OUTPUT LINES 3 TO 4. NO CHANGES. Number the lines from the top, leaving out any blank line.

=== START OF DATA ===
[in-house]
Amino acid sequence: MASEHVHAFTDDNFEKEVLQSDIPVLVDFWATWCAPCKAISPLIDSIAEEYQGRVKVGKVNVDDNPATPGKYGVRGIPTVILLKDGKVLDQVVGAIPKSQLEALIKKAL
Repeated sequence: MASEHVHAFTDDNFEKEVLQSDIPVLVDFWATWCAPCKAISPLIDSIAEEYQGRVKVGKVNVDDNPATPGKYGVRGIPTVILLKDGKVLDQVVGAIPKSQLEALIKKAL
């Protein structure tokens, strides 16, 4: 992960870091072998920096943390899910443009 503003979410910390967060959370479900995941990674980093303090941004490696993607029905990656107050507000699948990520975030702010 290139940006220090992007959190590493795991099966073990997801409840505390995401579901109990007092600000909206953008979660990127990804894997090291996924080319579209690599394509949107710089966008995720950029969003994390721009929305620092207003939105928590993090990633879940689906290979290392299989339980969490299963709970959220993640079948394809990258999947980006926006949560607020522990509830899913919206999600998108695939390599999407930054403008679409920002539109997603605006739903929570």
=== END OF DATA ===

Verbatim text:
Repeated sequence: MASEHVHAFTDDNFEKEVLQSDIPVLVDFWATWCAPCKAISPLIDSIAEEYQGRVKVGKVNVDDNPATPGKYGVRGIPTVILLKDGKVLDQVVGAIPKSQLEALIKKAL
């Protein structure tokens, strides 16, 4: 992960870091072998920096943390899910443009 503003979410910390967060959370479900995941990674980093303090941004490696993607029905990656107050507000699948990520975030702010 290139940006220090992007959190590493795991099966073990997801409840505390995401579901109990007092600000909206953008979660990127990804894997090291996924080319579209690599394509949107710089966008995720950029969003994390721009929305620092207003939105928590993090990633879940689906290979290392299989339980969490299963709970959220993640079948394809990258999947980006926006949560607020522990509830899913919206999600998108695939390599999407930054403008679409920002539109997603605006739903929570």